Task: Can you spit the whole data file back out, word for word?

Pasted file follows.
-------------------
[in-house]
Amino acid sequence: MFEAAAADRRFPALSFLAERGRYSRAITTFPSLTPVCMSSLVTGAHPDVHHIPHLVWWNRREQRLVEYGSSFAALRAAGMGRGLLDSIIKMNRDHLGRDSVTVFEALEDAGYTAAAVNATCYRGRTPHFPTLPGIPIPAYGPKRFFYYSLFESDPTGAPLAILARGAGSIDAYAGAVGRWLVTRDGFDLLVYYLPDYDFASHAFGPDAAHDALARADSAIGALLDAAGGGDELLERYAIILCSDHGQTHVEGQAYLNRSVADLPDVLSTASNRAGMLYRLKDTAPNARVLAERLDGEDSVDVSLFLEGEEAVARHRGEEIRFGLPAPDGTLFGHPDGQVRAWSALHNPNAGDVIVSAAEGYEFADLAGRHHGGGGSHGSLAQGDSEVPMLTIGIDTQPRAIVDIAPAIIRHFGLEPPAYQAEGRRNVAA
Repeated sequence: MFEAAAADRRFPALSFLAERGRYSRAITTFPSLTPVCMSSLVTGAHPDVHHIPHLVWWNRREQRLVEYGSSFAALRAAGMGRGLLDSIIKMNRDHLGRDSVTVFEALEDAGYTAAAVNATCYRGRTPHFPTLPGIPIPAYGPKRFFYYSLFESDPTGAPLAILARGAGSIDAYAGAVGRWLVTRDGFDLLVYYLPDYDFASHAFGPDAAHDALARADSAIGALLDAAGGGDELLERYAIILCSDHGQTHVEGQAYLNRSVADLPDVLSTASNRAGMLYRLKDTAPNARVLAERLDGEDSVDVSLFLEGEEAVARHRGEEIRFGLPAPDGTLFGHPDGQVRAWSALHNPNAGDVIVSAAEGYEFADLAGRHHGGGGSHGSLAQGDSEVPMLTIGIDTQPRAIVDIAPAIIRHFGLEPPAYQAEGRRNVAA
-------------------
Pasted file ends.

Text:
[in-house]
Amino acid sequence: MFEAAAADRRFPALSFLAERGRYSRAITTFPSLTPVCMSSLVTGAHPDVHHIPHLVWWNRREQRLVEYGSSFAALRAAGMGRGLLDSIIKMNRDHLGRDSVTVFEALEDAGYTAAAVNATCYRGRTPHFPTLPGIPIPAYGPKRFFYYSLFESDPTGAPLAILARGAGSIDAYAGAVGRWLVTRDGFDLLVYYLPDYDFASHAFGPDAAHDALARADSAIGALLDAAGGGDELLERYAIILCSDHGQTHVEGQAYLNRSVADLPDVLSTASNRAGMLYRLKDTAPNARVLAERLDGEDSVDVSLFLEGEEAVARHRGEEIRFGLPAPDGTLFGHPDGQVRAWSALHNPNAGDVIVSAAEGYEFADLAGRHHGGGGSHGSLAQGDSEVPMLTIGIDTQPRAIVDIAPAIIRHFGLEPPAYQAEGRRNVAA
Repeated sequence: MFEAAAADRRFPALSFLAERGRYSRAITTFPSLTPVCMSSLVTGAHPDVHHIPHLVWWNRREQRLVEYGSSFAALRAAGMGRGLLDSIIKMNRDHLGRDSVTVFEALEDAGYTAAAVNATCYRGRTPHFPTLPGIPIPAYGPKRFFYYSLFESDPTGAPLAILARGAGSIDAYAGAVGRWLVTRDGFDLLVYYLPDYDFASHAFGPDAAHDALARADSAIGALLDAAGGGDELLERYAIILCSDHGQTHVEGQAYLNRSVADLPDVLSTASNRAGMLYRLKDTAPNARVLAERLDGEDSVDVSLFLEGEEAVARHRGEEIRFGLPAPDGTLFGHPDGQVRAWSALHNPNAGDVIVSAAEGYEFADLAGRHHGGGGSHGSLAQGDSEVPMLTIGIDTQPRAIVDIAPAIIRHFGLEPPAYQAEGRRNVAA